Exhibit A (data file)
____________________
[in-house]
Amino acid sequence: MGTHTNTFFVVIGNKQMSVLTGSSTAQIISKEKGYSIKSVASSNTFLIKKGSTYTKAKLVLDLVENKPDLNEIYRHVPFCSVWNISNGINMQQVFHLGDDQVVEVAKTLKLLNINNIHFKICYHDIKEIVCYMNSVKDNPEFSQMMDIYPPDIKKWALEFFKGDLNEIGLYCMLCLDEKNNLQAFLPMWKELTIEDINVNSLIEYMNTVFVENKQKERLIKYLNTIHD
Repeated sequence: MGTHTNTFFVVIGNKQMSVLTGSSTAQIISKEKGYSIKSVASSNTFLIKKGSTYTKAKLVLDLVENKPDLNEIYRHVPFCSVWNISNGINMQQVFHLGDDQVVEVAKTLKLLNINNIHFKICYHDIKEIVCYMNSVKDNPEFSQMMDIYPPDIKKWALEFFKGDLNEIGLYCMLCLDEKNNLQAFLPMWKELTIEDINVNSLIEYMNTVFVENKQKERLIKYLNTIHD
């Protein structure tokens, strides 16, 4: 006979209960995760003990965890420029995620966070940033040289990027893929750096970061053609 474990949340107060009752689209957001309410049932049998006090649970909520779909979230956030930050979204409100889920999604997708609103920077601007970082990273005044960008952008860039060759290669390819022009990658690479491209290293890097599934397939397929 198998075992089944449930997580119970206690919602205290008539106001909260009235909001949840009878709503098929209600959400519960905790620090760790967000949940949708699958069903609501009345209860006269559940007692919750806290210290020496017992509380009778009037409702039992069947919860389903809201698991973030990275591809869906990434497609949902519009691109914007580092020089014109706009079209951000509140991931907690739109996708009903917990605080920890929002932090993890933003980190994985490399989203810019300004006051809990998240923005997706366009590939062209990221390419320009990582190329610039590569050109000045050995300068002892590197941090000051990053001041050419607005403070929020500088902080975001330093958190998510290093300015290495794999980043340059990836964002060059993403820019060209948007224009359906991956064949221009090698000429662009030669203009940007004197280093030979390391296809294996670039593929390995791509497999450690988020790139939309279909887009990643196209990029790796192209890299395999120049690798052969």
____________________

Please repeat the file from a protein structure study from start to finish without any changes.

[in-house]
Amino acid sequence: MGTHTNTFFVVIGNKQMSVLTGSSTAQIISKEKGYSIKSVASSNTFLIKKGSTYTKAKLVLDLVENKPDLNEIYRHVPFCSVWNISNGINMQQVFHLGDDQVVEVAKTLKLLNINNIHFKICYHDIKEIVCYMNSVKDNPEFSQMMDIYPPDIKKWALEFFKGDLNEIGLYCMLCLDEKNNLQAFLPMWKELTIEDINVNSLIEYMNTVFVENKQKERLIKYLNTIHD
Repeated sequence: MGTHTNTFFVVIGNKQMSVLTGSSTAQIISKEKGYSIKSVASSNTFLIKKGSTYTKAKLVLDLVENKPDLNEIYRHVPFCSVWNISNGINMQQVFHLGDDQVVEVAKTLKLLNINNIHFKICYHDIKEIVCYMNSVKDNPEFSQMMDIYPPDIKKWALEFFKGDLNEIGLYCMLCLDEKNNLQAFLPMWKELTIEDINVNSLIEYMNTVFVENKQKERLIKYLNTIHD
């Protein structure tokens, strides 16, 4: 006979209960995760003990965890420029995620966070940033040289990027893929750096970061053609 474990949340107060009752689209957001309410049932049998006090649970909520779909979230956030930050979204409100889920999604997708609103920077601007970082990273005044960008952008860039060759290669390819022009990658690479491209290293890097599934397939397929 198998075992089944449930997580119970206690919602205290008539106001909260009235909001949840009878709503098929209600959400519960905790620090760790967000949940949708699958069903609501009345209860006269559940007692919750806290210290020496017992509380009778009037409702039992069947919860389903809201698991973030990275591809869906990434497609949902519009691109914007580092020089014109706009079209951000509140991931907690739109996708009903917990605080920890929002932090993890933003980190994985490399989203810019300004006051809990998240923005997706366009590939062209990221390419320009990582190329610039590569050109000045050995300068002892590197941090000051990053001041050419607005403070929020500088902080975001330093958190998510290093300015290495794999980043340059990836964002060059993403820019060209948007224009359906991956064949221009090698000429662009030669203009940007004197280093030979390391296809294996670039593929390995791509497999450690988020790139939309279909887009990643196209990029790796192209890299395999120049690798052969």